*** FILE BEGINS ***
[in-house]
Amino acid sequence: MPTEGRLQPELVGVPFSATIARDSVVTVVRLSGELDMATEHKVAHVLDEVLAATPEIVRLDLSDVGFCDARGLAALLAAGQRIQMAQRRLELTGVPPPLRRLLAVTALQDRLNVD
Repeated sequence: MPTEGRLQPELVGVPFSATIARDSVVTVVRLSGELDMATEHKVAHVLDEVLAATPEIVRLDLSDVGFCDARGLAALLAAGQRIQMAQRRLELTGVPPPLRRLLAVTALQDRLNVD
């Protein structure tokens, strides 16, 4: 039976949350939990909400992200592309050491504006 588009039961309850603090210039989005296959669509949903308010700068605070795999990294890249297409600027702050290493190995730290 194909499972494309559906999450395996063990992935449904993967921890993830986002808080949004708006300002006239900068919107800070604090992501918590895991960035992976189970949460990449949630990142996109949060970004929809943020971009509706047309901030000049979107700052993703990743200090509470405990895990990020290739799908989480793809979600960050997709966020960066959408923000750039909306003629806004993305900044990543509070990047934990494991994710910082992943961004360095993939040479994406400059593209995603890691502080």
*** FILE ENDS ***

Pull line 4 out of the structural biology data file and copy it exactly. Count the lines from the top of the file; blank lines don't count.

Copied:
């Protein structure tokens, strides 16, 4: 039976949350939990909400992200592309050491504006 588009039961309850603090210039989005296959669509949903308010700068605070795999990294890249297409600027702050290493190995730290 194909499972494309559906999450395996063990992935449904993967921890993830986002808080949004708006300002006239900068919107800070604090992501918590895991960035992976189970949460990449949630990142996109949060970004929809943020971009509706047309901030000049979107700052993703990743200090509470405990895990990020290739799908989480793809979600960050997709966020960066959408923000750039909306003629806004993305900044990543509070990047934990494991994710910082992943961004360095993939040479994406400059593209995603890691502080």